July 29, 2009 / 4:04 PM / 10 years ago

U.N.'s Ban says willing to visit North Korea

UNITED NATIONS (Reuters) - U.N. Secretary-General Ban Ki-moon said on Wednesday he is willing to visit North Korea to defuse tensions over the communist country’s nuclear and ballistic missile programs.

North Korean soldiers look towards the south as they stand guard on the north side of the truce village of Panmunjom in the demilitarised zone separating the two Koreas, in Paju, about 55 km (34 miles) north of Seoul, July 27, 2009, while Neutral Nations Supervisory Commission holds the 56th anniversary of armistice between the two Koreas after the 1950-53 Korean War. REUTERS/Jo Yong-Hak (SOUTH KOREA ANNIVERSARY MILITARY POLITICS)

“Whatever I can do as the secretary-general I am willing to do, including my own visit to Pyongyang at this time,” Ban told a news conference.

“I need to find out when would be an appropriate timing for me to visit. I am not able to give you any answer at this time,” said Ban, who was South Korea’s foreign minister before becoming U.N. chief in 2007.

In the last two months North Korea has conducted its second nuclear test, test-fired seven ballistic missiles and boycotted six-party talks on ending its nuclear weapons program in exchange for economic, political and diplomatic benefits.

Those talks include the two Koreas, China, Russia, the United States and Japan.

Ban said he was “deeply concerned” by recent developments on the Korean Peninsula and that while he still supported the six-party talks, “if necessary there should be some other forms of dialogue.”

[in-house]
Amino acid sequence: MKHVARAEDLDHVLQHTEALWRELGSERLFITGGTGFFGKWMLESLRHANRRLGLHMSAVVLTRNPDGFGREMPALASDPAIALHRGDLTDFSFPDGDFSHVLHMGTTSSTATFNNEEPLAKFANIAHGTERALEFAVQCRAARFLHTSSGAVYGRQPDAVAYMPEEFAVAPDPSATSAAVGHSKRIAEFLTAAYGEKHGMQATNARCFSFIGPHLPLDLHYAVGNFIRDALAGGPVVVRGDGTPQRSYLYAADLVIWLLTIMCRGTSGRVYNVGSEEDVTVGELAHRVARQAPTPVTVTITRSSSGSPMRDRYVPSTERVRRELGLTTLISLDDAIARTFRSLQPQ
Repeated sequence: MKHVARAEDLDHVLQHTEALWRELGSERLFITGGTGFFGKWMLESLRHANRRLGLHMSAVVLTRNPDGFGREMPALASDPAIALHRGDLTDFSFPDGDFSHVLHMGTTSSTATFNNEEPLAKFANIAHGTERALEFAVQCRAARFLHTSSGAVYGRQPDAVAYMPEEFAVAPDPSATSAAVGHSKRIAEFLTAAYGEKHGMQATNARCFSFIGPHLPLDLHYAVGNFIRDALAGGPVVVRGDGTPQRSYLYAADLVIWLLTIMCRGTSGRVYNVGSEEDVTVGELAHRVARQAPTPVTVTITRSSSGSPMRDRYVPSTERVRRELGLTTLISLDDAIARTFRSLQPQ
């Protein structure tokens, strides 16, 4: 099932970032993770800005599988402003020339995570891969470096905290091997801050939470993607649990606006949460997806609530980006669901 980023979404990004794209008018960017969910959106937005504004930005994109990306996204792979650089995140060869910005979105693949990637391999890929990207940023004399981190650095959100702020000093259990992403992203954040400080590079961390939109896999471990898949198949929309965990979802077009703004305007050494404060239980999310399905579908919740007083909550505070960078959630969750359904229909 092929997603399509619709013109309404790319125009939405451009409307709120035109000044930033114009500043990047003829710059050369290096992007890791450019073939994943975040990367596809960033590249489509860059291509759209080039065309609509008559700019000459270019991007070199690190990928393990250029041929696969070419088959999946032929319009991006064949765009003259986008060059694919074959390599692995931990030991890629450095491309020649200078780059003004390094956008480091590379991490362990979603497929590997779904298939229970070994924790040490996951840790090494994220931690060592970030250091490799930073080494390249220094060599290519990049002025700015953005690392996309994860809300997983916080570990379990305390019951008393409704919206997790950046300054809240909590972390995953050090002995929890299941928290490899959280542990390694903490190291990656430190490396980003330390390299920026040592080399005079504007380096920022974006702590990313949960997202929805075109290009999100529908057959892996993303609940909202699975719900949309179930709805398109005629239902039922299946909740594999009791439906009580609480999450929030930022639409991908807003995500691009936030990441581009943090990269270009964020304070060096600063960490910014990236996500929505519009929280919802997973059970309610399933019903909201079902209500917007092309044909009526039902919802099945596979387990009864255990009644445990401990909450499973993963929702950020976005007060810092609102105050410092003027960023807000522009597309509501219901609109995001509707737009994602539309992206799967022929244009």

The U.N. chief welcomed what he said was North Korea’s willingness to engage in direct dialogue with the United States. “That I would like to support and welcome,” he said.

Since Ban moved to the United Nations, there has been speculation he might visit North Korea, but the North has not said publicly it would welcome him.

The U.N. Security Council angered North Korea by imposing sanctions this year on 13 entities and individuals involved in nuclear and missile work in the reclusive state.

Ban backed the council’s action, saying it had “sent a very strong and clear message to Pyongyang that the international community will not accept nuclear weapons in the DPRK (North Korea).”

He also said he had made two previously undisclosed appeals to North Korea to release two U.S. journalists it has held since March.

Laura Ling and Euna Lee of the U.S. media group Current TV were arrested near the China-North Korea border, convicted of “great crimes” and sentenced to 12 years hard labor.

“On two occasions I have conveyed my strong wish and appeal even to the DPRK authorities that they should look at this issue and release them, even on humanitarian grounds,” Ban said, declining to elaborate.

Additional reporting by Louis Charbonneau; editing by Mohammad Zargham

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